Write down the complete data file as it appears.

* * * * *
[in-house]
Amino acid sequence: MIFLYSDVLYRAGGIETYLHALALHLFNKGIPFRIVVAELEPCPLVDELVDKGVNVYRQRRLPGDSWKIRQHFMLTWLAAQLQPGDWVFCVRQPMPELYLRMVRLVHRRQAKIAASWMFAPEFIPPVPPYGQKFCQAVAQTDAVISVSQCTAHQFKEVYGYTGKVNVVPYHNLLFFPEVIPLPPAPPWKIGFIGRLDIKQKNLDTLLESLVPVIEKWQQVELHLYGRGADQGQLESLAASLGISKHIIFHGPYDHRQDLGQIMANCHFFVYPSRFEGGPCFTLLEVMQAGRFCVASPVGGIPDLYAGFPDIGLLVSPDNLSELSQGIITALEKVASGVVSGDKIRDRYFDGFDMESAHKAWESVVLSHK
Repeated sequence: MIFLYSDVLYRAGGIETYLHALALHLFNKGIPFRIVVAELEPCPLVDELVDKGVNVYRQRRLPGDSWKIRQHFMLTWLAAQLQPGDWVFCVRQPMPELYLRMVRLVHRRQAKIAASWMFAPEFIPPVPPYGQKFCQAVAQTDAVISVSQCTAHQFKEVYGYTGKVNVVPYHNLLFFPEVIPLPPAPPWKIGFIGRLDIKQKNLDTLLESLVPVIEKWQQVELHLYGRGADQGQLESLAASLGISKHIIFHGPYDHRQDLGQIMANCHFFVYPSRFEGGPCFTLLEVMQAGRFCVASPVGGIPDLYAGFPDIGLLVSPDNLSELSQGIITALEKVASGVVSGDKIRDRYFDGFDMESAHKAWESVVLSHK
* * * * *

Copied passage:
[in-house]
Amino acid sequence: MIFLYSDVLYRAGGIETYLHALALHLFNKGIPFRIVVAELEPCPLVDELVDKGVNVYRQRRLPGDSWKIRQHFMLTWLAAQLQPGDWVFCVRQPMPELYLRMVRLVHRRQAKIAASWMFAPEFIPPVPPYGQKFCQAVAQTDAVISVSQCTAHQFKEVYGYTGKVNVVPYHNLLFFPEVIPLPPAPPWKIGFIGRLDIKQKNLDTLLESLVPVIEKWQQVELHLYGRGADQGQLESLAASLGISKHIIFHGPYDHRQDLGQIMANCHFFVYPSRFEGGPCFTLLEVMQAGRFCVASPVGGIPDLYAGFPDIGLLVSPDNLSELSQGIITALEKVASGVVSGDKIRDRYFDGFDMESAHKAWESVVLSHK
Repeated sequence: MIFLYSDVLYRAGGIETYLHALALHLFNKGIPFRIVVAELEPCPLVDELVDKGVNVYRQRRLPGDSWKIRQHFMLTWLAAQLQPGDWVFCVRQPMPELYLRMVRLVHRRQAKIAASWMFAPEFIPPVPPYGQKFCQAVAQTDAVISVSQCTAHQFKEVYGYTGKVNVVPYHNLLFFPEVIPLPPAPPWKIGFIGRLDIKQKNLDTLLESLVPVIEKWQQVELHLYGRGADQGQLESLAASLGISKHIIFHGPYDHRQDLGQIMANCHFFVYPSRFEGGPCFTLLEVMQAGRFCVASPVGGIPDLYAGFPDIGLLVSPDNLSELSQGIITALEKVASGVVSGDKIRDRYFDGFDMESAHKAWESVVLSHK